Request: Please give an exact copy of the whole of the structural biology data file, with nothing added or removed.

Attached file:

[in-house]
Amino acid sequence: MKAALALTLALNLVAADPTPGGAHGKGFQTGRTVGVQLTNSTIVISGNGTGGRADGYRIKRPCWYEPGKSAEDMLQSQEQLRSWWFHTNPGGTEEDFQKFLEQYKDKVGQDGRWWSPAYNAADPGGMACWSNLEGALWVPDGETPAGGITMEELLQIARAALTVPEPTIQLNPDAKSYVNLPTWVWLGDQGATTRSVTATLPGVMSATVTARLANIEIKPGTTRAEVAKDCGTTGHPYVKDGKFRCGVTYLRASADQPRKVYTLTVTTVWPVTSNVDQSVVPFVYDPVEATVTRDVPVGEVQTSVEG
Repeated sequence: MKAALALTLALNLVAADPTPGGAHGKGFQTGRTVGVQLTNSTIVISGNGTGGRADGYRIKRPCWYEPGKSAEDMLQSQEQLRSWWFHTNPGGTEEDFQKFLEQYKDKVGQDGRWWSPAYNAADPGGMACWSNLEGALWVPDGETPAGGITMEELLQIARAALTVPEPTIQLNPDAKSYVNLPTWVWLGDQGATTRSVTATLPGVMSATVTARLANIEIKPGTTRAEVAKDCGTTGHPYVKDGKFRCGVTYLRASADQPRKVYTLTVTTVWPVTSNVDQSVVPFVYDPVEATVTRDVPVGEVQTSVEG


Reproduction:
[in-house]
Amino acid sequence: MKAALALTLALNLVAADPTPGGAHGKGFQTGRTVGVQLTNSTIVISGNGTGGRADGYRIKRPCWYEPGKSAEDMLQSQEQLRSWWFHTNPGGTEEDFQKFLEQYKDKVGQDGRWWSPAYNAADPGGMACWSNLEGALWVPDGETPAGGITMEELLQIARAALTVPEPTIQLNPDAKSYVNLPTWVWLGDQGATTRSVTATLPGVMSATVTARLANIEIKPGTTRAEVAKDCGTTGHPYVKDGKFRCGVTYLRASADQPRKVYTLTVTTVWPVTSNVDQSVVPFVYDPVEATVTRDVPVGEVQTSVEG
Repeated sequence: MKAALALTLALNLVAADPTPGGAHGKGFQTGRTVGVQLTNSTIVISGNGTGGRADGYRIKRPCWYEPGKSAEDMLQSQEQLRSWWFHTNPGGTEEDFQKFLEQYKDKVGQDGRWWSPAYNAADPGGMACWSNLEGALWVPDGETPAGGITMEELLQIARAALTVPEPTIQLNPDAKSYVNLPTWVWLGDQGATTRSVTATLPGVMSATVTARLANIEIKPGTTRAEVAKDCGTTGHPYVKDGKFRCGVTYLRASADQPRKVYTLTVTTVWPVTSNVDQSVVPFVYDPVEATVTRDVPVGEVQTSVEG